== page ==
Associations between attachment style and crying behavior. The results of the two-way ANOVAs on crying behavior were unequivocal and similar for the self-reported songs in Part 1 and the songs selected by the researchers in Part 2. The exception was for the happy song, for which no effect was observed, but all other analyses led to the same conclusions concerning the effect of attachment style and its effect size. First, none of the gender x attachment style interactions were significant at p < .05, indicating that the effect of attachment style on crying behavior was the same for both genders. Second, the effect of attachment style was significant for all crying variables. Except for the p values for the separation/loss (p = .012) and arguing (p = .002) songs, all were .001 or lower. Third, effect sizes of attachment style were small, with partial eta squared values ranging from .010 to .023. Finally, the Games and Howell post hoc test unequivocally revealed that crying behavior of the dismissive attachment style group was different from the other groups. More specifically, the dismissive attachment style group reported crying significantly less and inhibiting crying more than either the fearful or the preoccupied attachment style groups, and reported less tendency to cry than the latter two groups while listening to music on both the self-reported songs and songs selected by the researchers. For the self-reported songs that evoked feelings of sadness, poignancy, nostalgia, or happiness, the dismissive attachment style group scored significantly lower on crying tendency than the secure group. The dismissive group also reported crying less than did the secure group while listening to the separation/loss and proximity/reunion songs but this difference was not reported for the arguing song. Moreover, the dismissive group reported inhibiting crying more than the secure group. For 8 of the 9 crying variables presented in Table 2 no difference was found between the other three attachment styles. The exception was that the preoccupied attachment style group reported a significantly higher crying tendency than both the secure and fearful groups while listening to the nostalgic song.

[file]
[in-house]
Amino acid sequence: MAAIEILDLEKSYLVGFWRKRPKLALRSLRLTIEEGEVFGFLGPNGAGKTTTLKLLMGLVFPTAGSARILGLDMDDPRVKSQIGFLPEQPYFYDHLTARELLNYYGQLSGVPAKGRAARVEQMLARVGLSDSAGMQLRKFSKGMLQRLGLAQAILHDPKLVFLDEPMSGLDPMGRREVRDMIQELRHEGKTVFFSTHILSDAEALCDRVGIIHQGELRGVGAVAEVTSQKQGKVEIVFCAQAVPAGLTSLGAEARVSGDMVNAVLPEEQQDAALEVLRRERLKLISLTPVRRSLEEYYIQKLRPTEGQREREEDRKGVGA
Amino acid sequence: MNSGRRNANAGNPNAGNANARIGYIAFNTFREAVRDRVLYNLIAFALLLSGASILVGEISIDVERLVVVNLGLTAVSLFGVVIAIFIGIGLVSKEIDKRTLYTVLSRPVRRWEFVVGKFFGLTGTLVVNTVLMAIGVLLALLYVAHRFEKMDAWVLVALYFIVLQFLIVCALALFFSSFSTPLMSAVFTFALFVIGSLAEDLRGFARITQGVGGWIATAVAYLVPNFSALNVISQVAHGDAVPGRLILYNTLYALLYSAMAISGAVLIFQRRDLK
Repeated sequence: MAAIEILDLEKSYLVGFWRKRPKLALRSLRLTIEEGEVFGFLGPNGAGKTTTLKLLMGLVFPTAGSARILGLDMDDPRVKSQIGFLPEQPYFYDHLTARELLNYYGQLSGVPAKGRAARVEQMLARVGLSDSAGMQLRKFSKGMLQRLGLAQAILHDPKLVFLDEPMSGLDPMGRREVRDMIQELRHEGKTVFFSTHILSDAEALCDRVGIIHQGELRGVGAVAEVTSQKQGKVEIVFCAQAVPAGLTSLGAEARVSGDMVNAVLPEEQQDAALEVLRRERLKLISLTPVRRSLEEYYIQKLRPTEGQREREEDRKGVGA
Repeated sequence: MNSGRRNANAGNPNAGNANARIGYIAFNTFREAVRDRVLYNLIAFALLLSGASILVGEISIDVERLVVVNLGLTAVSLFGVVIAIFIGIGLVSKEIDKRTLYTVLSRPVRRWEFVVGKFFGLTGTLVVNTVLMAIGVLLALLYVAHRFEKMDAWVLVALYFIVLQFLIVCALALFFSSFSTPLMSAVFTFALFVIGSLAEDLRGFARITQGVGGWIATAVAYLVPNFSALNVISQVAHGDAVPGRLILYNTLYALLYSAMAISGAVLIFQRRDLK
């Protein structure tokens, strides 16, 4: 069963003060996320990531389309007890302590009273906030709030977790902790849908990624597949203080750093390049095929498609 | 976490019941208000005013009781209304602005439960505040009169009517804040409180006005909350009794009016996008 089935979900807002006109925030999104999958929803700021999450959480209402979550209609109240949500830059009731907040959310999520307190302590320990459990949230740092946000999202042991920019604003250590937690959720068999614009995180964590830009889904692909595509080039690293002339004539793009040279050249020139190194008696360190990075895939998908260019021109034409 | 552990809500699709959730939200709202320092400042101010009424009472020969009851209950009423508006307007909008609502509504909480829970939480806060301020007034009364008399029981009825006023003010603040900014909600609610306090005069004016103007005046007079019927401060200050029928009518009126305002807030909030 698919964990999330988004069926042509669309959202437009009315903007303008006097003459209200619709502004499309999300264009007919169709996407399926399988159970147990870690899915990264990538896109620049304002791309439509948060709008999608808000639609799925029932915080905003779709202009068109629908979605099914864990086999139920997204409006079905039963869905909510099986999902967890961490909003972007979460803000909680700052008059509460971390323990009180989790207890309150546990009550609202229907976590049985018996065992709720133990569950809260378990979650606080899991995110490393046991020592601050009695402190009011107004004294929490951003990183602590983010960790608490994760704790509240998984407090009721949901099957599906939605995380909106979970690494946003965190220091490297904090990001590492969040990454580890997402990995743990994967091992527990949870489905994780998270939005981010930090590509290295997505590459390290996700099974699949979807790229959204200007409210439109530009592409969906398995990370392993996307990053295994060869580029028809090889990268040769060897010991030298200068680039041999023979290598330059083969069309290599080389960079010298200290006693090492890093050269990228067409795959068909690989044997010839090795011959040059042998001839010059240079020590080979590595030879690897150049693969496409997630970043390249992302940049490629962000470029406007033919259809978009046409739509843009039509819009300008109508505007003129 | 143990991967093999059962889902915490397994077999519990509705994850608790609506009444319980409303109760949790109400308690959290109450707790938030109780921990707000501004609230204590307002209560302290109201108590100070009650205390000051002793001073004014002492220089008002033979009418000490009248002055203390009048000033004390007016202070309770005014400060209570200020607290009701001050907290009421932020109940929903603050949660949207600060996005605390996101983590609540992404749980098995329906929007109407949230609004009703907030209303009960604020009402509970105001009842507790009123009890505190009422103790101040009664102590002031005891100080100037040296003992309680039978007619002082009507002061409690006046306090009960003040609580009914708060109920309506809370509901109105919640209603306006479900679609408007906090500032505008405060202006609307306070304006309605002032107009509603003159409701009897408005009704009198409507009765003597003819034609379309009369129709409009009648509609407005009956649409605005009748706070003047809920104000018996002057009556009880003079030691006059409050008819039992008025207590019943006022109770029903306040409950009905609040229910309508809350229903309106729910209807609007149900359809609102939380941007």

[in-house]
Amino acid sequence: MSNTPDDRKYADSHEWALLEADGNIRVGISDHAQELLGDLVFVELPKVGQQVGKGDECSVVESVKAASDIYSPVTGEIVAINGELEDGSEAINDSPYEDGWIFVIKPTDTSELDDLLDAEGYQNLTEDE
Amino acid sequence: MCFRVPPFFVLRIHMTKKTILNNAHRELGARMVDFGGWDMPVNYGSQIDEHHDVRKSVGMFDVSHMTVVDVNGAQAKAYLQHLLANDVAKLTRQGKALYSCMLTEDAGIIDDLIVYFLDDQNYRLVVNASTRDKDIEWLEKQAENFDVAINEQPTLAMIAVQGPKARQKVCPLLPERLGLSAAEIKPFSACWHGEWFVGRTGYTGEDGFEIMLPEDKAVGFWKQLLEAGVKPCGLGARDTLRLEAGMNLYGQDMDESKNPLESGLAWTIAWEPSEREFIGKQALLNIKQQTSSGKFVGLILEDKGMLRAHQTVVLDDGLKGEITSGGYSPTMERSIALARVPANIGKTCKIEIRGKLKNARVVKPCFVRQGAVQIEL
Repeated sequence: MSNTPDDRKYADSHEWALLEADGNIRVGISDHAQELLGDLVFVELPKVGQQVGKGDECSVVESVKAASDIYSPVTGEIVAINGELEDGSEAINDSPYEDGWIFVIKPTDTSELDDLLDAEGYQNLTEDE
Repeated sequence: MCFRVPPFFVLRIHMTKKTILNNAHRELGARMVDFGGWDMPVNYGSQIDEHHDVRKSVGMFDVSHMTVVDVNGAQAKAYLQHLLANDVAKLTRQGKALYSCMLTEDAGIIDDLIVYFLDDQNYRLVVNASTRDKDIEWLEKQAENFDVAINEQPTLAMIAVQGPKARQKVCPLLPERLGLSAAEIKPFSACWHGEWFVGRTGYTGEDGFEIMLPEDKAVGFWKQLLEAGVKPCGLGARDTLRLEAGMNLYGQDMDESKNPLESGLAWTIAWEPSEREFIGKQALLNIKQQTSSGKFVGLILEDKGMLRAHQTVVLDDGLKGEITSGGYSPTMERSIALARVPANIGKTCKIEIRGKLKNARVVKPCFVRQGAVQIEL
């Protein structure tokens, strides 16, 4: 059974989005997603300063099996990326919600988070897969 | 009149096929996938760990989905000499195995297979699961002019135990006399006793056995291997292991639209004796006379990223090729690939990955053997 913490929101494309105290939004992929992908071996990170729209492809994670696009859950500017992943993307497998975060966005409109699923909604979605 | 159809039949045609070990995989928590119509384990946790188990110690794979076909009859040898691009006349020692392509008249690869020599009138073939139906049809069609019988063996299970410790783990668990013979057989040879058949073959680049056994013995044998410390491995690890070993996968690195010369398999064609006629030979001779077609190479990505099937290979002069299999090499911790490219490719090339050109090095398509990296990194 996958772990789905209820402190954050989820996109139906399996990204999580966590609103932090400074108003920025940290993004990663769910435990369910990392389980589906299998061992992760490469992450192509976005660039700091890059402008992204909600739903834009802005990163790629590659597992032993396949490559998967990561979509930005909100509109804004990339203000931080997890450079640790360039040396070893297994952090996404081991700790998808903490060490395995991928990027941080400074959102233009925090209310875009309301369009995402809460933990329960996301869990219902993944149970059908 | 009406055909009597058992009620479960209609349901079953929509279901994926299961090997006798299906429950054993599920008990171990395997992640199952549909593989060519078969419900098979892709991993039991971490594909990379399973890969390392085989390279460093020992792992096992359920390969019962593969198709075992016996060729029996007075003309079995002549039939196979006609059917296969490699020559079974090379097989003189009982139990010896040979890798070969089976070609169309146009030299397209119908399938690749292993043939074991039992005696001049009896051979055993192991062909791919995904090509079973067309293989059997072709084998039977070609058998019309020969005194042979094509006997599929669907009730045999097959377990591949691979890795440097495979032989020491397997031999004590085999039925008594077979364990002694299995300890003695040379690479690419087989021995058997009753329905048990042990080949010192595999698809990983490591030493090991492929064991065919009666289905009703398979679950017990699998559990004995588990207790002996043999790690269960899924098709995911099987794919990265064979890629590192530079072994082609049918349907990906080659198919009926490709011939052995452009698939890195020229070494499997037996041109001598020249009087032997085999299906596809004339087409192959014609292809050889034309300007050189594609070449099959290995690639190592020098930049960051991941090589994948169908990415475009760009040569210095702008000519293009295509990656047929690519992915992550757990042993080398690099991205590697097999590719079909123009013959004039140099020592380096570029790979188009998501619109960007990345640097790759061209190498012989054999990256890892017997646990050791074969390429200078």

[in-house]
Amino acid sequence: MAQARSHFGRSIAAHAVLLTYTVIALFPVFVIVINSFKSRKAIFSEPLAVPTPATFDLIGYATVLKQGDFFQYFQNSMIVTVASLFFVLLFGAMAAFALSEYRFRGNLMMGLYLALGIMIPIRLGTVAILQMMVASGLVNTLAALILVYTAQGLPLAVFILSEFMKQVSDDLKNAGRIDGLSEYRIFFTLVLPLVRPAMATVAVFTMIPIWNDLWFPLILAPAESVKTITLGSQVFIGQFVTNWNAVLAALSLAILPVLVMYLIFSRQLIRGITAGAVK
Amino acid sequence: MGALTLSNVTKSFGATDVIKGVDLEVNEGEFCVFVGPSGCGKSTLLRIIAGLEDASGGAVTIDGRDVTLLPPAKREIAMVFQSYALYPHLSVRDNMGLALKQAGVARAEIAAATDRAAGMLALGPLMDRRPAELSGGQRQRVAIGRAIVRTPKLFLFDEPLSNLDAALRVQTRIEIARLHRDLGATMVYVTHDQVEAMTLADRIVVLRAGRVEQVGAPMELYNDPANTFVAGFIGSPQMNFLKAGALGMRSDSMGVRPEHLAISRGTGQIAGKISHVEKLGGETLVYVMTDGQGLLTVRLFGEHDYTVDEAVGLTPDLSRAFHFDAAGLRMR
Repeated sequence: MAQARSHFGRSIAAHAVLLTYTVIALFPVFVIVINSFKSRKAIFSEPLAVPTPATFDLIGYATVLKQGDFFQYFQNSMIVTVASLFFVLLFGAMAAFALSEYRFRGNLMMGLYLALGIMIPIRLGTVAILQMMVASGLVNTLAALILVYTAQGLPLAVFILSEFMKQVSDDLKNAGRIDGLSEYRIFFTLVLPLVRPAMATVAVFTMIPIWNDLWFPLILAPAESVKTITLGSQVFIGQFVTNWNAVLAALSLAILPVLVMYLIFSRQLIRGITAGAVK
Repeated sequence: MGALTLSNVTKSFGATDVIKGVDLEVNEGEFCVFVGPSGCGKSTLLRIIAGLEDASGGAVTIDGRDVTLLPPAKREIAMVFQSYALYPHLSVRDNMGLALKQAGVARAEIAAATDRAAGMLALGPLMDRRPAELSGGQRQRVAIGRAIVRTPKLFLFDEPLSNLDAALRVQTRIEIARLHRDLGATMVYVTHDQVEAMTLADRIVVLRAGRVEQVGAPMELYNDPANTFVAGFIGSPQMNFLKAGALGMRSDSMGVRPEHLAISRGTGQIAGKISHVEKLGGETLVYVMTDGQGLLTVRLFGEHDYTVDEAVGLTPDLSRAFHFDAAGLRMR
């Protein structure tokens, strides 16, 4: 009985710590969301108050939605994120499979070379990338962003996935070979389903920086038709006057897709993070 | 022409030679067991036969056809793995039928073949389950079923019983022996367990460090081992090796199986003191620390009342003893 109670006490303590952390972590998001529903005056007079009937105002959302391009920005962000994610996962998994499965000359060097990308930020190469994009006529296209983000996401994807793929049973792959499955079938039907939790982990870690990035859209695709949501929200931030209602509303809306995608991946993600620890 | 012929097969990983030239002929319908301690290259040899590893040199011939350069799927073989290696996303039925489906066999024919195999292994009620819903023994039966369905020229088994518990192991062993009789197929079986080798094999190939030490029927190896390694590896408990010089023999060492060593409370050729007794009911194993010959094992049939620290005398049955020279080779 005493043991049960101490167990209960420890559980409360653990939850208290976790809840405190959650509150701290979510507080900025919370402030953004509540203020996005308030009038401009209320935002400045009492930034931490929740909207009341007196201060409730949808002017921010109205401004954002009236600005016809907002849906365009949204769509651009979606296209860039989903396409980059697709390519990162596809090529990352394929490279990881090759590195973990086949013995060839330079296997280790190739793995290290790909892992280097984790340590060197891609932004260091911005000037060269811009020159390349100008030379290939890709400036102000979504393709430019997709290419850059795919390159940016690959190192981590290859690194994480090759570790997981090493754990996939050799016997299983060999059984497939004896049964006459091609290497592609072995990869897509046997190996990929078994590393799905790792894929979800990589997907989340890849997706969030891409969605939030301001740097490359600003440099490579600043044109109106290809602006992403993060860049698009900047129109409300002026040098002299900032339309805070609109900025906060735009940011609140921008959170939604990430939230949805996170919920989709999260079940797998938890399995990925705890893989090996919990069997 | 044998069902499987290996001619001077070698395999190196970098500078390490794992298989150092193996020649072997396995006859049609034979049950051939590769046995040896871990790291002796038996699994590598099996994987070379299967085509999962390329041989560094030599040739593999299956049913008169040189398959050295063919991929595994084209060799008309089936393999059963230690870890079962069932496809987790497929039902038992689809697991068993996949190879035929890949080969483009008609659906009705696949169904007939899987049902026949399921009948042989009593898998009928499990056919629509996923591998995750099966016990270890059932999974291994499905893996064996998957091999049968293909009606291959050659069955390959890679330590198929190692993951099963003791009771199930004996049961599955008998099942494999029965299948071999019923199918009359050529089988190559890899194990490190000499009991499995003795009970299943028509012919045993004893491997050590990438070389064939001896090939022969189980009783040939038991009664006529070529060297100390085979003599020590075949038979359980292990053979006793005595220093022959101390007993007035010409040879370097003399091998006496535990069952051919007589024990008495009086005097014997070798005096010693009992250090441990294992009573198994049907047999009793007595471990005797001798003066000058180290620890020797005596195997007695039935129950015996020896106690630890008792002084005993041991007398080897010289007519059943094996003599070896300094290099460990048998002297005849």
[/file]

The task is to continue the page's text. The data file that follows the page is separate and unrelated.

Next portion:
This second study was designed to replicate and extend the findings obtained in Study 1. The results did, indeed, show a great correspondence. The findings again demonstrated that individuals with a dismissive attachment style reported less crying in general than the other attachment style groups and less tendency to cry while listening to either self-reported or researcher-selected songs. In addition, it was found that individuals with a dismissive style of attachment were more inhibited in their crying than individuals in all the other groups. Also in line with the findings in Study 1, in general, comparable results were obtained for the preoccupied and secure groups, the preoccupied group scored higher only on crying tendency for a nostalgic song. Possible explanations for this finding, such as social learning and underreporting one's crying behavior, are already addressed in the discussion of Study 1.